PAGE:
Jars and spoons


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Asia » Laos » East
January 22nd 2019
Published: January 22nd 2019
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Phonsavan


We arrive at the bus station on the outskirts of Phonsavan an hour early - that’s a bit of a buggar really as it’s only 5am, it’s freezing cold, our guest house is bound to be locked up and we now have to vacate our nice warm beds on the bus! The journey was reasonably comfortable although the winding mountain roads did throw us around a bit.

Outside, a tuk tuk driver is right on hand to assist us - of course he is - he wants 80,000 kip to take us the couple of km into town. That’s outrageous, more than a taxi in the UK would cost! And it’s a share tuk tuk at that. I remain firm that we are not interested in paying tourist prices...and since it’s only 5am, we may as well stay here until daylight and then walk into town! Of course, we have no intention of walking but he doesn’t know that. He quickly comes down to 50,000 kip but I’m still not having it. The lady from the bus steps in, telling me that 40,000 kip would be a fair price so we agree this. Our tuk tuk driver is not happy though...he refuses to help us load or unload our luggage at either end!

We are unceremoniously dumped on the pavement outside our locked guesthouse. Here we stand deliberating whether to try to find a cafe or stay outside wrapped up in our blankets. At this point the door opens and we are welcomed inside. Our room isn’t ready but we can sit in reception. Well that’s a relief. Whilst we are waiting we book up for a tour of the Plain of Jars and Spoon Village - it’s the most efficient way of visiting and given the amount of UXOs (unexploded ordinance) in this area, it’s not wise to go without a guide!

It’s now light and we go for breakfast. The guesthouse have told us about a cafe that is open...it’s extremely expensive and not very nice - not a patch on the Scandinavian Bakery in Vientiane that it is trying to copy. We decide they don’t deserve a tip and we won’t be coming back again anyway!

Back at the guesthouse, we set off on our trip with three other guests. First stop is Spoon Village, so named because they make aluminium spoons for the whole of Laos using recycled metal from UXOs. We are shown the production process and then we are invited to wander through the village to see the contrasting architecture of the villagers’ homes. First there is the traditional wooden housing, but also modern concrete structures with bright new roof tiles. Our guide explains that many of the newer houses have been constructed over many years with the families building them bit by bit as they save enough money to continue. There are no planning regulations here so they can take as long as they need to complete the task. It is obvious that there is now more money in the country than 16 years ago. We also pass the site of a new electrical generating complex, financed by the Chinese - another reason why Laos is moving ahead rapidly.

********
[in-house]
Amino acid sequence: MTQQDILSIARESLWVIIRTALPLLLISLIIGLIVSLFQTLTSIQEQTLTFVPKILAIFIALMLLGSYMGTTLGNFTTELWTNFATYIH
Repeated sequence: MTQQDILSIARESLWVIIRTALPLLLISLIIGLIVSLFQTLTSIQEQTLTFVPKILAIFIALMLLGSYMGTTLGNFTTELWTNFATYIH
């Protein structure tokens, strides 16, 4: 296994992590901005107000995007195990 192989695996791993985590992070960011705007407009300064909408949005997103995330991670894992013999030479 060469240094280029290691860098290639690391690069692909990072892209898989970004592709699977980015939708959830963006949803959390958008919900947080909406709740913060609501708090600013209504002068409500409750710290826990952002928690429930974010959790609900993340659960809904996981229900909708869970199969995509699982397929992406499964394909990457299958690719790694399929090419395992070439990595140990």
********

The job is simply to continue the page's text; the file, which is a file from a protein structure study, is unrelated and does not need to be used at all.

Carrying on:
Now we move on to the Plain of Jars. There are many of these jar sites (over 50) in the region but only a handful are safe to visit as the UXOs have yet to be cleared. There are a few theories as to why these jars were put here. Some Lao people think that the jars were used for making rice wine and that they were used by giants. Others believe they were ancient burial urns. Archaeology has revealed bones in some whilst others remain empty. One theory is that the place was an ancient cemetery with some urns occupied and some vacant plots so to speak. We visit the sites in reverse order because the main site, number one, is generally busier in the mornings.

We stop at a Lao restaurant for noodle soup - delicious, Wagamama eat your heart out - before preceding to sites two and one. We also stop at a crude homespun whisky distillery following a tasting session after lunch - it’s strong stuff - Ian thinks that it smells mostly of mentholated spirits!

Back at the guesthouse, our bags are still lying abandoned in reception. We collect our keys and settle into our room. It’s basic but clean and not too cold given that the general temperatures are quite low here in the mountains. We also find that the water heater provides abundant hot water fir the showers we would have loved earlier this morning! Oh well, better late than never.

We decide to try a Lao restaurant for our evening meal. We choose chicken with ginger and pork fried rice washed down with hot coffee - delicious.

So it just remains for us to collect our laundry - left this morning and now ready for collection - then dive under the bedcovers in a bid to keep warm!


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